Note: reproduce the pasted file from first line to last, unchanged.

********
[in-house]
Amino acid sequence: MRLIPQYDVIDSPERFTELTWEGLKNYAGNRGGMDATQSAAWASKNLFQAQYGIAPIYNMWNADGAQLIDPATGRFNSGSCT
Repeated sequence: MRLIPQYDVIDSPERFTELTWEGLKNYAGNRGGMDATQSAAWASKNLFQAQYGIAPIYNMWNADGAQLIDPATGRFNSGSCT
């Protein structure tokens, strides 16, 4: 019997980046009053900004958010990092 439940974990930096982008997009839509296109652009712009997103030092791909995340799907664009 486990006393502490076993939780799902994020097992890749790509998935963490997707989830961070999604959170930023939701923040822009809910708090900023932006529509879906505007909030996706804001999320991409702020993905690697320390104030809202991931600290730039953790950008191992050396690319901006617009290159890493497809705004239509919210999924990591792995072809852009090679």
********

[in-house]
Amino acid sequence: MRLIPQYDVIDSPERFTELTWEGLKNYAGNRGGMDATQSAAWASKNLFQAQYGIAPIYNMWNADGAQLIDPATGRFNSGSCT
Repeated sequence: MRLIPQYDVIDSPERFTELTWEGLKNYAGNRGGMDATQSAAWASKNLFQAQYGIAPIYNMWNADGAQLIDPATGRFNSGSCT
């Protein structure tokens, strides 16, 4: 019997980046009053900004958010990092 439940974990930096982008997009839509296109652009712009997103030092791909995340799907664009 486990006393502490076993939780799902994020097992890749790509998935963490997707989830961070999604959170930023939701923040822009809910708090900023932006529509879906505007909030996706804001999320991409702020993905690697320390104030809202991931600290730039953790950008191992050396690319901006617009290159890493497809705004239509919210999924990591792995072809852009090679």